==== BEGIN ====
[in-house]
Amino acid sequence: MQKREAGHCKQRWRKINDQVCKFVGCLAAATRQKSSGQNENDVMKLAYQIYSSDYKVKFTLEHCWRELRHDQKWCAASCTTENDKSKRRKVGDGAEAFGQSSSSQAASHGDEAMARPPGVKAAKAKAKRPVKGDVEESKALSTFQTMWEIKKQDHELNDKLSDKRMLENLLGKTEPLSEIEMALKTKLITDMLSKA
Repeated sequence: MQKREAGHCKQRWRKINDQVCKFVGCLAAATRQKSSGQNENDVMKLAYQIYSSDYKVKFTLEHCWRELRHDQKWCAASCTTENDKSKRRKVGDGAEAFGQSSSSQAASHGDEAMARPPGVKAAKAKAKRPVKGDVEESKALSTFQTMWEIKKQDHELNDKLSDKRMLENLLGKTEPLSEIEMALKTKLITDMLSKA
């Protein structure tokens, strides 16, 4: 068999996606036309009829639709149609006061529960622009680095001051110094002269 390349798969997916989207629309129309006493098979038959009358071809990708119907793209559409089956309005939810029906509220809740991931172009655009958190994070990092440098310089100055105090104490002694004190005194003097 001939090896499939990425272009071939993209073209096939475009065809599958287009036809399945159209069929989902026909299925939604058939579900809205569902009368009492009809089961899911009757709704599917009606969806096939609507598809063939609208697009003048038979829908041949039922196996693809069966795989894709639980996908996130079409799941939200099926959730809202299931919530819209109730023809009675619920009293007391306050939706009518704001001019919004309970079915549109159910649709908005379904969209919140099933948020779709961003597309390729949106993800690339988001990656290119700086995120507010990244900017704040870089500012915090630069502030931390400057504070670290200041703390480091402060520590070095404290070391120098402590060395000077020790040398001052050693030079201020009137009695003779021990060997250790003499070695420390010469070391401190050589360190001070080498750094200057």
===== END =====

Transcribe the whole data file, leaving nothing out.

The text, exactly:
[in-house]
Amino acid sequence: MQKREAGHCKQRWRKINDQVCKFVGCLAAATRQKSSGQNENDVMKLAYQIYSSDYKVKFTLEHCWRELRHDQKWCAASCTTENDKSKRRKVGDGAEAFGQSSSSQAASHGDEAMARPPGVKAAKAKAKRPVKGDVEESKALSTFQTMWEIKKQDHELNDKLSDKRMLENLLGKTEPLSEIEMALKTKLITDMLSKA
Repeated sequence: MQKREAGHCKQRWRKINDQVCKFVGCLAAATRQKSSGQNENDVMKLAYQIYSSDYKVKFTLEHCWRELRHDQKWCAASCTTENDKSKRRKVGDGAEAFGQSSSSQAASHGDEAMARPPGVKAAKAKAKRPVKGDVEESKALSTFQTMWEIKKQDHELNDKLSDKRMLENLLGKTEPLSEIEMALKTKLITDMLSKA
């Protein structure tokens, strides 16, 4: 068999996606036309009829639709149609006061529960622009680095001051110094002269 390349798969997916989207629309129309006493098979038959009358071809990708119907793209559409089956309005939810029906509220809740991931172009655009958190994070990092440098310089100055105090104490002694004190005194003097 001939090896499939990425272009071939993209073209096939475009065809599958287009036809399945159209069929989902026909299925939604058939579900809205569902009368009492009809089961899911009757709704599917009606969806096939609507598809063939609208697009003048038979829908041949039922196996693809069966795989894709639980996908996130079409799941939200099926959730809202299931919530819209109730023809009675619920009293007391306050939706009518704001001019919004309970079915549109159910649709908005379904969209919140099933948020779709961003597309390729949106993800690339988001990656290119700086995120507010990244900017704040870089500012915090630069502030931390400057504070670290200041703390480091402060520590070095404290070391120098402590060395000077020790040398001052050693030079201020009137009695003779021990060997250790003499070695420390010469070391401190050589360190001070080498750094200057």